Susan O’Leary is the CEO of Alderney eGambling, the Alderney regulator’s strategic and development body. As a lawyer, she represented some of the world’s leading eGambling operators and gambling service providers including many of Alderney’s licensees. She has a keen sense of what they require from a jurisdiction: a strong pragmatic regulator who understands the commercial environment, a resilient technical infrastructure, a favourable tax system, excellent support services and an approach that encourages businesses to grow and prosper within safe and responsible parameters.
How did you find your start in the industry and how did you arrive at your current position?
Susan:I moved to Guernsey from Dublin as a finance lawyer over 10 years ago and observed that most gaming related legal work was being referred to a few niche practices in London. Alderney is part of the Bailiwick of Guernsey and it made no sense to me why London lawyers were leading this work or at least why local firms were not involved in some capacity as the legal structure is different. I set up the eGaming team for the law firm I was with and immersed myself in this thriving sector. The industry was smaller then and everyone knew everyone so I quickly made contacts, got to know the other lawyers, service providers, industry and got to grips with the sector. I worked with the other service providers for a lot of the Alderney licensees for many years subsequently and then was persuaded to join Alderney eGambling in 2015 and haven’t looked back! There is a saying that once you are in gaming you’re always in gaming, there is no escape! Once you’re in, you’re in!
What do you think the Indian gaming industry will look like in five years?
Susan: I am excited to see which direction the Indian gaming industry will go. The potential is immense. A lot will depend on the collective of law makers, governments and regulators as to how it evolves. There is no doubt that the gaming industry will continue to grow and develop, especially with technological advancements and ease of access. If regulation is ignored, growth will continue regardless it just means that players are not as protected as they could be, businesses will be driven further underground as opposed to being encouraged to develop and prosper in line with internationally recognised best practice and the economy does not benefit as much as contributions, taxes and fees are difficult to collect. I’m optimistic that the sector is growing in the right direction. At the 2018 Eventus Sports Betting and Gaming India Conference, I was honoured to meet the founders of so many successful businesses in India in the gaming space and delighted to observe that most were pro-responsible gambling and building their businesses around regulatory frameworks – essentially self-regulated. This is admirable, especially if there is no pressure or obligation from government or regulators. It is clear that Indian gaming businesses want to be the best and understand to achieve this there needs to be procedures in place for the long term sustainability of the sector as opposed to the “quick buck” you can see in so many other pre-regulated environments. There is a different feel to the Indian gaming market than others.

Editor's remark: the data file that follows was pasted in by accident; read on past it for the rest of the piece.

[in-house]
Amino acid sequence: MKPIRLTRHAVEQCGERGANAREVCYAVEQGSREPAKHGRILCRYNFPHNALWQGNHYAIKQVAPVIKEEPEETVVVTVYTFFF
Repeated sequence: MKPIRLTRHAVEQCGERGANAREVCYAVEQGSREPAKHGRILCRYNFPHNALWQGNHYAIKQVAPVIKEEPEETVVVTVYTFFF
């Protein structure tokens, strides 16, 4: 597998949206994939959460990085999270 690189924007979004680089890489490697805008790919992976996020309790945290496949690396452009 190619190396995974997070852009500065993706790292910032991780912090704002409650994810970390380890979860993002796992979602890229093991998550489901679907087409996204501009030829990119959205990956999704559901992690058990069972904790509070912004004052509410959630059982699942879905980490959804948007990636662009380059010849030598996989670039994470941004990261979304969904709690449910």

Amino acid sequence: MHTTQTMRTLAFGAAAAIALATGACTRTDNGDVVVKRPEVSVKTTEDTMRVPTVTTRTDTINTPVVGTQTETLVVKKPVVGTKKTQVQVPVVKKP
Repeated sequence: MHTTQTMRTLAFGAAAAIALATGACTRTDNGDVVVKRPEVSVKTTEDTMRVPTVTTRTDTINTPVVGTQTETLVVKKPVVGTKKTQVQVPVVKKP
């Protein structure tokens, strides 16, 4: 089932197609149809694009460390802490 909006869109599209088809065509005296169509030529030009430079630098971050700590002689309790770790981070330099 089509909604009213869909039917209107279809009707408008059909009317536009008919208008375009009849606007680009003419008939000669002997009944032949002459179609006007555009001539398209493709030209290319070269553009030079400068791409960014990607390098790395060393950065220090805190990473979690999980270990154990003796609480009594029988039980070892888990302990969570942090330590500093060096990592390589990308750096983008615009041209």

The technical know-how and economic growth is on an upward trajectory in India. Connectivity is at an all time high. The Indian population embrace gaming as a form of entertainment, they are passionate about their sports like cricket, as such, this sector is only going to grow, let’s hope it’s in line with best practice and in a safe and responsible manner for all.
If you could change one thing about the industry, what would it be and why?
Susan: One thing we are working hard on globally is changing the perception of the sector. Many perceive gambling and anything related to the sector as illicit or immoral. Even among the Indian market, where the industry is seeing exponential growth, the concept of ‘gambling’ is slightly taboo, as backed up by legislation, with skill games being preferred. Although, the line is increasingly blurred between what constitutes games of skill versus games of chance and there is a lack of consistency in interpretation.
There are many religious, political and social connotations to the industry. Yet if practised within safe parameters, in a well-regulated environment, adopting best practices, both gaming and gambling can be enjoyable forms of entertainment. There are many positives to the sector; it can raise sizeable revenues for social projects, the technology is sophisticated and ever evolving (and transferable to many other sectors) and the industry tends to be innovative (when allowed) and reinvent itself frequently. I think awareness of the whole picture of this incredibly fast moving, multi-faceted sector is important as opposed to clinging on to archaic belief systems that can be out-dated.